He tips back his silverbelly cowboy hat as the phone rings. “Hello, this is Special Ranger Bart Perrier,” he says, his deep voice carrying a Southern drawl.
On the phone is a rancher from northeast Oklahoma with a case of cattle theft. Local law enforcement has already investigated, but the trail went cold fast.
Perrier listens to the rancher and asks a series of questions to pick up any leads. “How many head were stolen? When did it happen? What type of cattle are they? Do they have any distinguishing marks? Are they tattooed? Are they branded? Do you have any suspicions of who did this?”
Four head have been missing for four days—three black Angus crossbred cows and one Hereford, all with a W2 brand on their ribcage overgrown with shaggy hair. The rancher suspects his neighbor had something to do with the missing cattle.
Perrier visits every sale barn in the area for leads. He gets lucky while hand searching through records at a northwest Arkansas sale barn. The suspected neighbor sold four head there at the previous auction—three black cows and one red baldy.
With his badge above the left pocket of his starched shirt and a Colt .45 strapped to his hip, Perrier is back on the road to Oklahoma to interview the neighbor, who denies everything, claiming the cattle he sold were his own.
“Were your cattle branded?”
“No,” the rancher replied.
Clenching his teeth, Perrier looks into the eyes of the man he knows in his heart is lying to him. But it’s all alleged—he can’t prove anything. Not yet.
More determined than ever, Perrier is back on the road, working with the sale barn where the alleged stolen cattle were sold, searching all of northwest Arkansas and northeast Oklahoma for the cattle. Dead end after dead end arise—until he suddenly comes across a buyer of one of the suspected stolen cattle who is willing to work with him. It has been weeks since the cattle were auctioned off, and the buyer has already put investments into his new stock.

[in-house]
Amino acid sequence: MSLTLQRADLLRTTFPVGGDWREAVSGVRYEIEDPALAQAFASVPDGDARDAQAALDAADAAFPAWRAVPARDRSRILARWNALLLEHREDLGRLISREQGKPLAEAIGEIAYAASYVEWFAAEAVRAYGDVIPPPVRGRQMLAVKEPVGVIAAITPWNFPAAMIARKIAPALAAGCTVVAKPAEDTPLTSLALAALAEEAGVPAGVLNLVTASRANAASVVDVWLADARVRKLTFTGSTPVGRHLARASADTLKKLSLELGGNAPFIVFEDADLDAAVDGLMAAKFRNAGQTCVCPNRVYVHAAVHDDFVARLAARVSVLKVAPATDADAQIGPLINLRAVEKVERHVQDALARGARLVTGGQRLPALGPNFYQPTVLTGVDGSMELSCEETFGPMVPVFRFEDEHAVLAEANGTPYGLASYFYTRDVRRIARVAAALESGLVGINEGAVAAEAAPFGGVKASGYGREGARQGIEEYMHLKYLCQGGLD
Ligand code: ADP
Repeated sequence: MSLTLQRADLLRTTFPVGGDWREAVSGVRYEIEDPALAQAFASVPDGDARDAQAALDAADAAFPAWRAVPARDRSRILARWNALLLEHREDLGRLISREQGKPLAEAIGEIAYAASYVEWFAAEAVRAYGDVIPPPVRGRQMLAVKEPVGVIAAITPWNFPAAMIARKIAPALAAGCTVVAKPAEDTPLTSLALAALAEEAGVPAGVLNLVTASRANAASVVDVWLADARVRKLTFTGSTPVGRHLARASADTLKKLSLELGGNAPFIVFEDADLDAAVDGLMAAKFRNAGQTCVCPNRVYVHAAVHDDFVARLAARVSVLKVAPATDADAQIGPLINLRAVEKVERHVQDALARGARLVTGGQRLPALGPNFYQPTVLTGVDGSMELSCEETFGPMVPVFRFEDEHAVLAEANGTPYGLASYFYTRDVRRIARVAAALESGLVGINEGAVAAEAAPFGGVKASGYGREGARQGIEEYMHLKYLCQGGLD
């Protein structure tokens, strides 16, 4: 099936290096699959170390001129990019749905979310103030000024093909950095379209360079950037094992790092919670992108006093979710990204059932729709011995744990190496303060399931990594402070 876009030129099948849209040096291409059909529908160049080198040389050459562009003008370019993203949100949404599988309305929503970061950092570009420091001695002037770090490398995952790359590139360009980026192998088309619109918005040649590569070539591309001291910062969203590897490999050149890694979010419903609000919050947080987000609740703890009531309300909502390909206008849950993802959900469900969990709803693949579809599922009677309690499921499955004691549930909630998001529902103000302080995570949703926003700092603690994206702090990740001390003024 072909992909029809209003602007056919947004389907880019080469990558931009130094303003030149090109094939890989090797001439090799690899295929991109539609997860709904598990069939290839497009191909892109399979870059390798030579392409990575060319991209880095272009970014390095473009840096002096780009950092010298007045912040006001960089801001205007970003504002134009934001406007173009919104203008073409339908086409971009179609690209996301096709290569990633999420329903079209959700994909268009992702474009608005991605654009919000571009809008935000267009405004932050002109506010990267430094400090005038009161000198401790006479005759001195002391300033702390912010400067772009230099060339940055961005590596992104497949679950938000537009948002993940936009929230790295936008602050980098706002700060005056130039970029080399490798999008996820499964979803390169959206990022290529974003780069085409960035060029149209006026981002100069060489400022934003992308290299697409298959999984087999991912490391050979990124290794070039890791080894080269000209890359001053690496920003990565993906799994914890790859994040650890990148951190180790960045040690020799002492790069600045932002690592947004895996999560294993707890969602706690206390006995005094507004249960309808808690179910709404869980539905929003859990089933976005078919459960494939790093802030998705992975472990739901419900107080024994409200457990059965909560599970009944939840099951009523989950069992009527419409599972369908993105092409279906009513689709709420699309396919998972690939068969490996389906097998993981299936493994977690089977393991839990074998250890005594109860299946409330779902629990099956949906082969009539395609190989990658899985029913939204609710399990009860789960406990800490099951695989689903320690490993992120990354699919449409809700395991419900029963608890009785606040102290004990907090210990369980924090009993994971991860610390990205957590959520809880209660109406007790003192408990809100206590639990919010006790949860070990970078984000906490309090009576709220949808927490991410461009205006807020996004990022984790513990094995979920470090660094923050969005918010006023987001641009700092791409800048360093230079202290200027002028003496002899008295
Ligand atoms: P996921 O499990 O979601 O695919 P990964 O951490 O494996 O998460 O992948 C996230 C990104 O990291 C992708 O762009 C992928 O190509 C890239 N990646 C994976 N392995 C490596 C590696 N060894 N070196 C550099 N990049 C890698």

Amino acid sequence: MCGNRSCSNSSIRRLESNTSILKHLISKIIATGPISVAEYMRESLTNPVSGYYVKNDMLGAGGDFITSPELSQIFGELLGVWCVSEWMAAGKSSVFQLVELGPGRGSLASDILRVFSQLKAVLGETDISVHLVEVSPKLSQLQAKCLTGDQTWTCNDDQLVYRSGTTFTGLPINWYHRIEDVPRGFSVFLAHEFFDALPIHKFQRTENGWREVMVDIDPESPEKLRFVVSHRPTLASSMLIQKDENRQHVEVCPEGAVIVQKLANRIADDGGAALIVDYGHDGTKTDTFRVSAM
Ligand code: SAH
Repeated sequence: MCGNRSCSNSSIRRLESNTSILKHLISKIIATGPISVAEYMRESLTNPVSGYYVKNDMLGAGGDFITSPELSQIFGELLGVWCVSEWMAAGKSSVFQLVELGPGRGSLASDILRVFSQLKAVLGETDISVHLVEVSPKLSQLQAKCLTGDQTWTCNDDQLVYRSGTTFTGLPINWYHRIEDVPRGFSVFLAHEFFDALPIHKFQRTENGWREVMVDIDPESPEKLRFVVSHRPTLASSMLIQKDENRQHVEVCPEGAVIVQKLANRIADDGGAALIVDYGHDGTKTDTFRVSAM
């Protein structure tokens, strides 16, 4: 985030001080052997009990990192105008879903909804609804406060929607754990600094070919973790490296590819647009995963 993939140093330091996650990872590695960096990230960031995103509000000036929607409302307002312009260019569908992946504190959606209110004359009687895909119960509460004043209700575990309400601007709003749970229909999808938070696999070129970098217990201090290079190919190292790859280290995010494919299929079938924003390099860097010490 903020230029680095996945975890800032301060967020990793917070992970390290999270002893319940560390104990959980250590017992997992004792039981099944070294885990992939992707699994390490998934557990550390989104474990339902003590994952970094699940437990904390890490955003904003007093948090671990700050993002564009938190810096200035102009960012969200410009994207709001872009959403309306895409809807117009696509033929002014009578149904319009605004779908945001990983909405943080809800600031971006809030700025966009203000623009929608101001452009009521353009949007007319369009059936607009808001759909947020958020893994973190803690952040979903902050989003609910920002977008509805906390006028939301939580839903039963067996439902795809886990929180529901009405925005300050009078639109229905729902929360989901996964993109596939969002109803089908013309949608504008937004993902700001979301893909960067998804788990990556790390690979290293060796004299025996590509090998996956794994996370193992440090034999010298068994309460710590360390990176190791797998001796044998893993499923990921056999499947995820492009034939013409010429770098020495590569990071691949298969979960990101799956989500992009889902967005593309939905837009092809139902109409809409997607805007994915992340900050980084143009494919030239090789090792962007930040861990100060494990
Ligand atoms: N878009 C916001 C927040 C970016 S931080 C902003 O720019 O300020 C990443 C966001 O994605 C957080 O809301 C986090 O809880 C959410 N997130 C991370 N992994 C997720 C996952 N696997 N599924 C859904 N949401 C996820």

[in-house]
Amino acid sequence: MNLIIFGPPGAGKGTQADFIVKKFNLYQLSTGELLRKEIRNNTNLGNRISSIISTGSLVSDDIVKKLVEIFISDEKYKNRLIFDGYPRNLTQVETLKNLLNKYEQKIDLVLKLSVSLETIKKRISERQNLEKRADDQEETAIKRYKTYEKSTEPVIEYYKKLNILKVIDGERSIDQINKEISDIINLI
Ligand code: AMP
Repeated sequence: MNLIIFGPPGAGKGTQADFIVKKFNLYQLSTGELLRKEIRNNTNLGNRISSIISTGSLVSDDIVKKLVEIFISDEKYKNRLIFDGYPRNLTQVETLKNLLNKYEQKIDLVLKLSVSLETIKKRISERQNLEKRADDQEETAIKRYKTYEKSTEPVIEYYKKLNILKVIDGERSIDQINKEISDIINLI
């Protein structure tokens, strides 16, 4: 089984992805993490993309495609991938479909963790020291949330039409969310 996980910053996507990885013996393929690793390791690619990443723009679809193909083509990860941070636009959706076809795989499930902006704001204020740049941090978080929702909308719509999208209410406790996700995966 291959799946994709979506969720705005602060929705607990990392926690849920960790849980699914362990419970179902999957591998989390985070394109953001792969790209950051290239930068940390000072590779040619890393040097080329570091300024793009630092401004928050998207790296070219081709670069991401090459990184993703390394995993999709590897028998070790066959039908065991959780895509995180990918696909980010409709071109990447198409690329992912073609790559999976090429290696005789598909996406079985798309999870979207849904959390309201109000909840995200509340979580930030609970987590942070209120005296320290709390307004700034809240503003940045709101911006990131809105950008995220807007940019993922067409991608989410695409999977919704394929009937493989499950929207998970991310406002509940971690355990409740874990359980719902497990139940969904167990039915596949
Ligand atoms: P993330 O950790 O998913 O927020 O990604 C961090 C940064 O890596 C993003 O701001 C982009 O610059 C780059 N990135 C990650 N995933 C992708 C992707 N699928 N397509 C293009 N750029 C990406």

As Perrier pulls up to the buyer’s pens, the cow sold by the suspected neighbor is put into a squeeze chute. Calmly, Perrier plugs in his livestock clippers and flips them on …
In the heart of Osage County, Oklahoma, sits a little town called Barnsdall—population just shy of 1,300. Here, Perrier grew up on a small family farm comprised of his grandfather’s allotted tribal land. His father was a firefighter with enough cow-calf pairs to stay busy on the weekends. Perrier acquired his father’s passion for agriculture and service work, deciding law enforcement was the right career path.
“I started working at the Osage County Police Office in 1997,” Perrier says. “Went from the ground up. Started at the jail and then on
At the time, Perrier had one goal in sight—to become sheriff of Osage County. “Law enforcement gave me the opportunity to work different avenues, from drug cases to homicides,” he says. “But I discovered early on in my career that I loved working property crimes because the victims I was helping were ranchers—people I grew up around and understood.
“In law enforcement, you have people that are victims one week, and the next are your suspects. But in agriculture crimes, victims are true victims,” he says.
One day, after Perrier had worked his way up to deputy, John Cummings, a special ranger for the Texas and Southwestern Cattle Raisers Association (TSCRA), came into the office asking for assistance on a case involving a TSCRA rancher. The rancher found one of his cows shot and killed on his property with primal cuts taken out of it. Cummings needed help tracking leads, and the two set off to follow the case together for the day, uncovering an additional crime ring in the process.